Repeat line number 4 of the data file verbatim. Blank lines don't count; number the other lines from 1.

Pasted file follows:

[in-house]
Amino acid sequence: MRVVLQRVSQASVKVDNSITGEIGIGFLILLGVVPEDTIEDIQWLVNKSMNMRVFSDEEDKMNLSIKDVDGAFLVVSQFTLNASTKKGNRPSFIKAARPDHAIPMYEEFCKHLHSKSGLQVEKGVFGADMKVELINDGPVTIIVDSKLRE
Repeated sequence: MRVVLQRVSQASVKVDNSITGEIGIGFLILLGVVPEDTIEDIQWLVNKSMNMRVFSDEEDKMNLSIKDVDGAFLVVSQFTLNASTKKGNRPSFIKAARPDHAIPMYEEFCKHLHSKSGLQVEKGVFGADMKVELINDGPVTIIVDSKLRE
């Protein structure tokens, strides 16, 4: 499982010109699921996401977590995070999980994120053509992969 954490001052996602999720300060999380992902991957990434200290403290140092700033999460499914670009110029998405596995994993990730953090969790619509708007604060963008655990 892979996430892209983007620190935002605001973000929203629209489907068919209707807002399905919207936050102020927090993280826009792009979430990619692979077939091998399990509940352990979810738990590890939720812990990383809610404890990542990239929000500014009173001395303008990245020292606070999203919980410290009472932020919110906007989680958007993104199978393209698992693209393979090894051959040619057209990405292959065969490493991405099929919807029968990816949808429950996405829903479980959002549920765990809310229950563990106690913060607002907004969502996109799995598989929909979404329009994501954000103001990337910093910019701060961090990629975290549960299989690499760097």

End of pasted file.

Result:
């Protein structure tokens, strides 16, 4: 499982010109699921996401977590995070999980994120053509992969 954490001052996602999720300060999380992902991957990434200290403290140092700033999460499914670009110029998405596995994993990730953090969790619509708007604060963008655990 892979996430892209983007620190935002605001973000929203629209489907068919209707807002399905919207936050102020927090993280826009792009979430990619692979077939091998399990509940352990979810738990590890939720812990990383809610404890990542990239929000500014009173001395303008990245020292606070999203919980410290009472932020919110906007989680958007993104199978393209698992693209393979090894051959040619057209990405292959065969490493991405099929919807029968990816949808429950996405829903479980959002549920765990809310229950563990106690913060607002907004969502996109799995598989929909979404329009994501954000103001990337910093910019701060961090990629975290549960299989690499760097």